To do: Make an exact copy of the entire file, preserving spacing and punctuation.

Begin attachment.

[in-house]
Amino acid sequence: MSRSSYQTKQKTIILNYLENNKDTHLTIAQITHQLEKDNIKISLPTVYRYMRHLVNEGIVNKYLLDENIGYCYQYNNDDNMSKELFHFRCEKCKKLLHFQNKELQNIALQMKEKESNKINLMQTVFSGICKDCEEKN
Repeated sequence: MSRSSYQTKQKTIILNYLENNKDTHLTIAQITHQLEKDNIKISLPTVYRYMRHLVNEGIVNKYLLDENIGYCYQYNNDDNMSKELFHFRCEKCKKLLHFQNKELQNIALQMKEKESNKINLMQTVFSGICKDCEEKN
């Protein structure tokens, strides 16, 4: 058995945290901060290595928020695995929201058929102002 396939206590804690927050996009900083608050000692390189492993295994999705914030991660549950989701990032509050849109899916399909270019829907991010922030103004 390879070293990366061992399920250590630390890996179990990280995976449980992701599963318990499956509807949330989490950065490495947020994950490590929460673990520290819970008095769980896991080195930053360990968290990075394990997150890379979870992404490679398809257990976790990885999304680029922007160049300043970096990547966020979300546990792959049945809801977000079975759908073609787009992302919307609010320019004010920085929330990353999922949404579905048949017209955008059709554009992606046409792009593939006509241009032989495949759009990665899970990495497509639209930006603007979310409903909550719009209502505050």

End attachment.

[in-house]
Amino acid sequence: MSRSSYQTKQKTIILNYLENNKDTHLTIAQITHQLEKDNIKISLPTVYRYMRHLVNEGIVNKYLLDENIGYCYQYNNDDNMSKELFHFRCEKCKKLLHFQNKELQNIALQMKEKESNKINLMQTVFSGICKDCEEKN
Repeated sequence: MSRSSYQTKQKTIILNYLENNKDTHLTIAQITHQLEKDNIKISLPTVYRYMRHLVNEGIVNKYLLDENIGYCYQYNNDDNMSKELFHFRCEKCKKLLHFQNKELQNIALQMKEKESNKINLMQTVFSGICKDCEEKN
């Protein structure tokens, strides 16, 4: 058995945290901060290595928020695995929201058929102002 396939206590804690927050996009900083608050000692390189492993295994999705914030991660549950989701990032509050849109899916399909270019829907991010922030103004 390879070293990366061992399920250590630390890996179990990280995976449980992701599963318990499956509807949330989490950065490495947020994950490590929460673990520290819970008095769980896991080195930053360990968290990075394990997150890379979870992404490679398809257990976790990885999304680029922007160049300043970096990547966020979300546990792959049945809801977000079975759908073609787009992302919307609010320019004010920085929330990353999922949404579905048949017209955008059709554009992606046409792009593939006509241009032989495949759009990665899970990495497509639209930006603007979310409903909550719009209502505050």